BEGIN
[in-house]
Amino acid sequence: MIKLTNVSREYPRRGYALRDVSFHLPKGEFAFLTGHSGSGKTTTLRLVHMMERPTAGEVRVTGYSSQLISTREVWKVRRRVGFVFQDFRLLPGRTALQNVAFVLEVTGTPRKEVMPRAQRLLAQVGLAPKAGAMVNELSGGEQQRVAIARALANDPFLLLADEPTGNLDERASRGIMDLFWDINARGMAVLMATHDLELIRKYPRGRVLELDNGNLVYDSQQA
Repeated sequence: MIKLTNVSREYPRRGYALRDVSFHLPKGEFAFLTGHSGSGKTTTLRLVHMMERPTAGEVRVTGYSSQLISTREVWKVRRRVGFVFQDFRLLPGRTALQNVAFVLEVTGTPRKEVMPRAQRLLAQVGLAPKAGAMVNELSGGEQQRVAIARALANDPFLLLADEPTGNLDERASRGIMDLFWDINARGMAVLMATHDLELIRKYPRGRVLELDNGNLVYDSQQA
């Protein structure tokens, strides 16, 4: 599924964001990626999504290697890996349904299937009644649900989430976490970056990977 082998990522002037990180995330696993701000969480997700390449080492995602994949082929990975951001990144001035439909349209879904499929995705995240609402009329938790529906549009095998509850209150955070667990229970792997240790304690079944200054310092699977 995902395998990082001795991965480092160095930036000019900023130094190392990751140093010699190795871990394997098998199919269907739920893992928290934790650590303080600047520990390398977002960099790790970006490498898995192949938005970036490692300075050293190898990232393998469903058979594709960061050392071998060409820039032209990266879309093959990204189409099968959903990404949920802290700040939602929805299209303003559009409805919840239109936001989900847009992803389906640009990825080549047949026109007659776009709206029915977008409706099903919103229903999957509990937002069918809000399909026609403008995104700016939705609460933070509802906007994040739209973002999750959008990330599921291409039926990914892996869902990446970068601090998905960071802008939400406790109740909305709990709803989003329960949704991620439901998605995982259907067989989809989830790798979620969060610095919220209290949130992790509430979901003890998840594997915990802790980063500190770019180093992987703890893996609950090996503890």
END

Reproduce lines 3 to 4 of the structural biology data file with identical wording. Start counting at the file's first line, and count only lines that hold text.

Repeated sequence: MIKLTNVSREYPRRGYALRDVSFHLPKGEFAFLTGHSGSGKTTTLRLVHMMERPTAGEVRVTGYSSQLISTREVWKVRRRVGFVFQDFRLLPGRTALQNVAFVLEVTGTPRKEVMPRAQRLLAQVGLAPKAGAMVNELSGGEQQRVAIARALANDPFLLLADEPTGNLDERASRGIMDLFWDINARGMAVLMATHDLELIRKYPRGRVLELDNGNLVYDSQQA
């Protein structure tokens, strides 16, 4: 599924964001990626999504290697890996349904299937009644649900989430976490970056990977 082998990522002037990180995330696993701000969480997700390449080492995602994949082929990975951001990144001035439909349209879904499929995705995240609402009329938790529906549009095998509850209150955070667990229970792997240790304690079944200054310092699977 995902395998990082001795991965480092160095930036000019900023130094190392990751140093010699190795871990394997098998199919269907739920893992928290934790650590303080600047520990390398977002960099790790970006490498898995192949938005970036490692300075050293190898990232393998469903058979594709960061050392071998060409820039032209990266879309093959990204189409099968959903990404949920802290700040939602929805299209303003559009409805919840239109936001989900847009992803389906640009990825080549047949026109007659776009709206029915977008409706099903919103229903999957509990937002069918809000399909026609403008995104700016939705609460933070509802906007994040739209973002999750959008990330599921291409039926990914892996869902990446970068601090998905960071802008939400406790109740909305709990709803989003329960949704991620439901998605995982259907067989989809989830790798979620969060610095919220209290949130992790509430979901003890998840594997915990802790980063500190770019180093992987703890893996609950090996503890």